Secularism has been around for a long time; though (pace Francis Shaeffer) it did not become dominant during the Renaissance, it certainly became mainline ideology in the western world beginning with the 18th century (misdesignated) Enlightenment. As for stupidity, that has been around even longer—ever since our first parents in the Garden of Eden believed the lies of the serpent.
But, unless my imagination is running wild, during the last few decades the incremental rates of both stupidity and secularity have been rising at an unprecedented rate.  Here are just a few examples:
(1) The wide acceptance of evolutionary arguments à la Dawkins that, given enough time, one can explain developmental change without resorting to intelligent design. The problem here is that time contains no causal element. A birdhouse can sit for an infinite period of time and will still be a birdhouse; it will not change into a castle.
(2) In the Union of South Africa, public holidays of ecclesiastical significance such as Ascension Day have been scrapped in favour of humanistic festivals (“Women’s Day,” “Worker’s Day,” “Youth Day,” etc.).
(3) When I read for the English bar, the most influential figures on the English legal scene were serious, practicing Christians: Lord Chancellor Hailsham, whose first autobiography, The Door Wherein I Went, contains an important legal apologetic for Christian faith; Lord Diplock, who worshipped regularly at the barristers’ Temple Church; and Lord Denning, president of the Lawyers’ Christian Fellowship. Now the atmosphere has radically changed: an English judge recently denied the appeal of a Christian relationships counselor who was fired for refusing to provide sex counseling to a homosexual couple, stating that religious justifications were “irrational”; and two civil servants have been told not to wear crosses to work—the English courts agreeing and the government taking the same position before the European Court of Human Rights.
(4) In the 2012 French presidential race, Sarkozy, the experienced president, lost to Hollande, a man with zero experience in running a government and even less experience in foreign affairs. This occurred against the background of the desperate need for financial austerity as promoted by Sarkozy—whilst the departement headed by Hollande had the biggest financial deficit in the entire country. The more committed to Christianity one was, the more he or she voted for Sarkozy, whilst Hollande was heavily favoured in the national election by those with no religion—and by the Muslims. Here are the statistics of the percentage of each religious category voting for Sarkozy, as reported by Le Figaro (8 May 2012):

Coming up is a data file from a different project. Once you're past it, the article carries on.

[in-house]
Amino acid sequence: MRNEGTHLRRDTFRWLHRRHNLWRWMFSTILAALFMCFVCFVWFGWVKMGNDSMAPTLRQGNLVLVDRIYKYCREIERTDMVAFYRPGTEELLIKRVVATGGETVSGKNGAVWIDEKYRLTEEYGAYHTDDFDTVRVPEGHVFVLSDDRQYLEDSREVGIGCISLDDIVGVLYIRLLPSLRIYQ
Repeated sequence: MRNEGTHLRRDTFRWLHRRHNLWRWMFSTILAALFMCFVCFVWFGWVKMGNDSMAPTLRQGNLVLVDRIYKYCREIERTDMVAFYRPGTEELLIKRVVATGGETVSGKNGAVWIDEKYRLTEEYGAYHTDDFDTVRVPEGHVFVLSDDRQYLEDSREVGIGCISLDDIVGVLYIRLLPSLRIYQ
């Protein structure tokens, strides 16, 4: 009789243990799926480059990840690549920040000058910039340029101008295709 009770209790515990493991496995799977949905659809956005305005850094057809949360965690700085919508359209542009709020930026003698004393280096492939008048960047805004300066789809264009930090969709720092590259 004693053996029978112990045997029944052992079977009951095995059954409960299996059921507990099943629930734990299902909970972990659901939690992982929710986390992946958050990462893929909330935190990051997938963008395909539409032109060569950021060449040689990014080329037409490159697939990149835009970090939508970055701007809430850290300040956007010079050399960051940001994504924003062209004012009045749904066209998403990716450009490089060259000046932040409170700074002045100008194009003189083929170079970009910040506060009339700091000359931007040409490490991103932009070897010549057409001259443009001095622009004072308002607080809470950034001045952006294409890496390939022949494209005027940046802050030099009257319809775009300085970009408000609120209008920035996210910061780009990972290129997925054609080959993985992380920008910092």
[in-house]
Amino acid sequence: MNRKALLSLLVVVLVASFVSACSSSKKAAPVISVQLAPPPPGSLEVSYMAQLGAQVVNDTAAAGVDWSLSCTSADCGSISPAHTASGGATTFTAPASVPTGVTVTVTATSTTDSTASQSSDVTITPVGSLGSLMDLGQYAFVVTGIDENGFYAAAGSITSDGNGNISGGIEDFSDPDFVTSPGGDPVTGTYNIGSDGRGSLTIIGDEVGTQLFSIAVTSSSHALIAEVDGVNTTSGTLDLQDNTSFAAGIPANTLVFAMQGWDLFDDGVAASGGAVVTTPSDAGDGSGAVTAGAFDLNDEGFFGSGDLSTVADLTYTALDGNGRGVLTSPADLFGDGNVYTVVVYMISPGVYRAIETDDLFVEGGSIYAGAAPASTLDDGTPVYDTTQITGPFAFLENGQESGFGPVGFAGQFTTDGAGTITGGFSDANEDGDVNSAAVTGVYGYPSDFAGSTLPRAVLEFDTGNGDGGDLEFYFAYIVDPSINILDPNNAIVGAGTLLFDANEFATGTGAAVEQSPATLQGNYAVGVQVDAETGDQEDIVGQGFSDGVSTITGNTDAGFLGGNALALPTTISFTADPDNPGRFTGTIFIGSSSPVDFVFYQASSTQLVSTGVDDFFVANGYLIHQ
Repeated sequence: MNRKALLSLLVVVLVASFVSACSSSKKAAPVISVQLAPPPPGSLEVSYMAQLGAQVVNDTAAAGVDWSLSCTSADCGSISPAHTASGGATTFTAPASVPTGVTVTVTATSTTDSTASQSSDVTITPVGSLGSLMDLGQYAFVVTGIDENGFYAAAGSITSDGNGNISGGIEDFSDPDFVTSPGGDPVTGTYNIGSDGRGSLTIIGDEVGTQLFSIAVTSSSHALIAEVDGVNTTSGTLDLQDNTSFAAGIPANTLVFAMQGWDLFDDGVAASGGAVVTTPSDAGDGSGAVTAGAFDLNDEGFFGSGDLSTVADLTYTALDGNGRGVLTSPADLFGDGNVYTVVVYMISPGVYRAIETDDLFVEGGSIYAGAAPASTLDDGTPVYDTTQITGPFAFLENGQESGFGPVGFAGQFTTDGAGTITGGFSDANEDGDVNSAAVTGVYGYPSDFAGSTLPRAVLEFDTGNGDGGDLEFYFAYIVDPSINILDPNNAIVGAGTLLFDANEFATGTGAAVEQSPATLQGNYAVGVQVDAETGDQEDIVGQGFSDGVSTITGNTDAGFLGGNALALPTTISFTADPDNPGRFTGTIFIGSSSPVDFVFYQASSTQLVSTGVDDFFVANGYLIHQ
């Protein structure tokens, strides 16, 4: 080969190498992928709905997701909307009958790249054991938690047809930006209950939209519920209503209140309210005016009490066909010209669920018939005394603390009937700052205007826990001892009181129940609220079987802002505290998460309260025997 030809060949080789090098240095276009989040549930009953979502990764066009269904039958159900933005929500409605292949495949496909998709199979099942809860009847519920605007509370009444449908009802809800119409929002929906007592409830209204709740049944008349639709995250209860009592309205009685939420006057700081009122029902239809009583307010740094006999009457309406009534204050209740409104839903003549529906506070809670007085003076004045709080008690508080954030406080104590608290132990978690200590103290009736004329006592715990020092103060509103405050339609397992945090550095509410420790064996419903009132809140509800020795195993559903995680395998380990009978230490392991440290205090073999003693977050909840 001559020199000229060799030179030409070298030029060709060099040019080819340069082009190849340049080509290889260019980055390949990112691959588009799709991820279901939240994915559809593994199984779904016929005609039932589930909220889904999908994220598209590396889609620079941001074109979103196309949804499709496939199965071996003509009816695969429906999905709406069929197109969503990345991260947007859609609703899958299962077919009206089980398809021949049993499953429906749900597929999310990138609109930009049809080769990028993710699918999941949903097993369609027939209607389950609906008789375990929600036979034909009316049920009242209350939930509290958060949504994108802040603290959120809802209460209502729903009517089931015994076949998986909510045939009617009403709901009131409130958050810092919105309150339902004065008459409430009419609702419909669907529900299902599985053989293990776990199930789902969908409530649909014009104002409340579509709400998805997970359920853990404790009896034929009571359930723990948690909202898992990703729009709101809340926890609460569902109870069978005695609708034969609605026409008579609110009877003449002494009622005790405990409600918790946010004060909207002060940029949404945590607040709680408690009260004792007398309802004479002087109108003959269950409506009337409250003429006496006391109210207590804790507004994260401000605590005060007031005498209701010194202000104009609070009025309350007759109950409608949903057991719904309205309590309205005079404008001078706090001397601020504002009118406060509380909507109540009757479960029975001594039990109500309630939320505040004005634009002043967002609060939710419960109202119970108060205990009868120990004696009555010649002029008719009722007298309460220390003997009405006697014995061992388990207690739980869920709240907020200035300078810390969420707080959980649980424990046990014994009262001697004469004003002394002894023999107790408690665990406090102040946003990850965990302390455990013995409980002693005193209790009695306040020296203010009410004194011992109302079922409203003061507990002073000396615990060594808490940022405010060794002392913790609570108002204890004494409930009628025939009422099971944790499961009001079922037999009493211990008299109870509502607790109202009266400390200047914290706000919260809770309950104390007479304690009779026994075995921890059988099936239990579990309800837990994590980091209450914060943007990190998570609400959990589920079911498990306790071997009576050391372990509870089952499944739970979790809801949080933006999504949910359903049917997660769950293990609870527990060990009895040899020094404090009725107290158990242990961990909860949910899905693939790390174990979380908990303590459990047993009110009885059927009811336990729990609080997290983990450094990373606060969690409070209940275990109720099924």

Regularly practicing Roman Catholics 73%
Occasionally practicing Roman Catholics 58%
Non-practicing Roman Catholics 51%
No religion 34%
Hollande received 52% of the total national vote, becoming the first divorced French president with an unmarried “partner.”
(5) Meanwhile, evangelicals are engaged in systematic dumbing down—charismatic emotionalism, pabulum theologies, and mega-church populism (focused on the overhead projector rather than the cross) substituting for the serious theologies of the Reformation past. Even the graduates of respected theological seminaries have trouble understanding the writings of professionals in their field.
So what can be done? Perhaps nothing; history moves in cycles and we may be experiencing another Dark Age. But a classical education, with a strong dose of formal logic, would certainly help—as would serious study of the writings of the great theologians of the past: Augustine, Luther, Calvin, B. B. Warfield, C. F. W. Walther, Herman Sasse. At very minimum, they might teach us how to think.
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Global Journal’s Associate Editor, Dr Edward N. Martin—doubtless out of humility—rarely offers his scholarly articles to us. (Readers must go back to archived issue Vol. 1, No. 1 and Vol. 4., No. 1 for previous contributions—followed over the years by several valuable reviews.) But the present issue features his important apologetic contribution to the philosophical Problem of Evil: “On the Impossibility of Omnimalevolence: Plantinga on Tooley’s New Evidential Argument from Evil.” This article is especially timely–treating, as it does, a recent scholarly interchange between secularist Michael Tooley and Reformed epistemologist Alvin Plantinga. Two other papers of apologetic significance also appear in this issue: Nicole Frazer’s critique of Marcus Borg’s “Jesus Seminar” approach to the Gospels and James Barta’s analysis of Paul Kurtz’s secular humanism.
John Warwick Montgomery
 P. T. Barnum remarked that “there’s a fool born every minute.” To be sure, the birthrate was lower during his time than it is in ours . . .
 Cf. Montgomery, Global Journal of Classical Theology, Vol. 6, No. 1 (May, 2007): http://phc.edu/gj_toc_v6n1.php
 Reprinted in Vol. 4 (1984-1985) of The Simon Greenleaf Law Review, under my editorship.
 See Montgomery, “Religious ‘Irrationality’ and Civil Liberties,” Amicus Curiae: Journal of the Society for Advanced Legal Studies [U.K.], Summer, 2010.
 The reader will forgive a personal example. One anonymous net review of the author’s book, Suicide of Christian Theology reads as follows: “I found the writing so complicated that I had difficulty following the intricately woven arguments. I actually had to take some of his sentences and rewrite them in simpler terms before I understood what he meant. . . . PS. I am no dummy either. I have a 3.96 GPA at Trinity Evangelical Divinity School.” Other reviewers—who had nothing but praise for the book–did not seem to have this problem.
 It was Sasse who said that the modern Christian has lost the ability to “think theologically.”